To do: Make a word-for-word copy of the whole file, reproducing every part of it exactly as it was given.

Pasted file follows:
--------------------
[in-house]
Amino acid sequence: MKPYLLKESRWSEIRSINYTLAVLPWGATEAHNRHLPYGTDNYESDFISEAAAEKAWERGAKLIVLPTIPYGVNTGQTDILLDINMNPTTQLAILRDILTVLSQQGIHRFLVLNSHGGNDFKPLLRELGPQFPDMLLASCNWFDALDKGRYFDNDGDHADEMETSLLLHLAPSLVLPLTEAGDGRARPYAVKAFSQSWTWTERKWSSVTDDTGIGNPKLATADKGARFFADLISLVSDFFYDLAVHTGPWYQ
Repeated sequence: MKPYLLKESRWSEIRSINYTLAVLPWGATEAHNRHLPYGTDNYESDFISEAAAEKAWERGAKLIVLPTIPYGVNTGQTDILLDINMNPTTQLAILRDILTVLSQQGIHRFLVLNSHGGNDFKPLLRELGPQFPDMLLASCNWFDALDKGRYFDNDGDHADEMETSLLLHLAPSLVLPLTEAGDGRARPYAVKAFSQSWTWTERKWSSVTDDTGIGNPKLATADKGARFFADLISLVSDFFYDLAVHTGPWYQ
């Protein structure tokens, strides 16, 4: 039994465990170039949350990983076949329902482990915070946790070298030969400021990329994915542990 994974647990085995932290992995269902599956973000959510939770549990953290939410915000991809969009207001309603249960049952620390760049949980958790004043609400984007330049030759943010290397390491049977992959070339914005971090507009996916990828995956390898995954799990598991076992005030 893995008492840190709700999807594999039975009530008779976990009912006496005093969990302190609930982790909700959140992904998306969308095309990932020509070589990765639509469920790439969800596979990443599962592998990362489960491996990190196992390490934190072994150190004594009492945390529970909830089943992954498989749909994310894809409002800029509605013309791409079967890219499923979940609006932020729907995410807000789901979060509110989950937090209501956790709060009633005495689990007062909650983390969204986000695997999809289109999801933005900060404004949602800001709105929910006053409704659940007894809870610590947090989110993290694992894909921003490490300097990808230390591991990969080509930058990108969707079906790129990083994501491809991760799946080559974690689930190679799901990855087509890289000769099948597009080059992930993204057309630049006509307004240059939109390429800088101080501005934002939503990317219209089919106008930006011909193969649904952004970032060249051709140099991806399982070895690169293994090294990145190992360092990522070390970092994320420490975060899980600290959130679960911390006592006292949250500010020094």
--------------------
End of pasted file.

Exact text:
[in-house]
Amino acid sequence: MKPYLLKESRWSEIRSINYTLAVLPWGATEAHNRHLPYGTDNYESDFISEAAAEKAWERGAKLIVLPTIPYGVNTGQTDILLDINMNPTTQLAILRDILTVLSQQGIHRFLVLNSHGGNDFKPLLRELGPQFPDMLLASCNWFDALDKGRYFDNDGDHADEMETSLLLHLAPSLVLPLTEAGDGRARPYAVKAFSQSWTWTERKWSSVTDDTGIGNPKLATADKGARFFADLISLVSDFFYDLAVHTGPWYQ
Repeated sequence: MKPYLLKESRWSEIRSINYTLAVLPWGATEAHNRHLPYGTDNYESDFISEAAAEKAWERGAKLIVLPTIPYGVNTGQTDILLDINMNPTTQLAILRDILTVLSQQGIHRFLVLNSHGGNDFKPLLRELGPQFPDMLLASCNWFDALDKGRYFDNDGDHADEMETSLLLHLAPSLVLPLTEAGDGRARPYAVKAFSQSWTWTERKWSSVTDDTGIGNPKLATADKGARFFADLISLVSDFFYDLAVHTGPWYQ
């Protein structure tokens, strides 16, 4: 039994465990170039949350990983076949329902482990915070946790070298030969400021990329994915542990 994974647990085995932290992995269902599956973000959510939770549990953290939410915000991809969009207001309603249960049952620390760049949980958790004043609400984007330049030759943010290397390491049977992959070339914005971090507009996916990828995956390898995954799990598991076992005030 893995008492840190709700999807594999039975009530008779976990009912006496005093969990302190609930982790909700959140992904998306969308095309990932020509070589990765639509469920790439969800596979990443599962592998990362489960491996990190196992390490934190072994150190004594009492945390529970909830089943992954498989749909994310894809409002800029509605013309791409079967890219499923979940609006932020729907995410807000789901979060509110989950937090209501956790709060009633005495689990007062909650983390969204986000695997999809289109999801933005900060404004949602800001709105929910006053409704659940007894809870610590947090989110993290694992894909921003490490300097990808230390591991990969080509930058990108969707079906790129990083994501491809991760799946080559974690689930190679799901990855087509890289000769099948597009080059992930993204057309630049006509307004240059939109390429800088101080501005934002939503990317219209089919106008930006011909193969649904952004970032060249051709140099991806399982070895690169293994090294990145190992360092990522070390970092994320420490975060899980600290959130679960911390006592006292949250500010020094």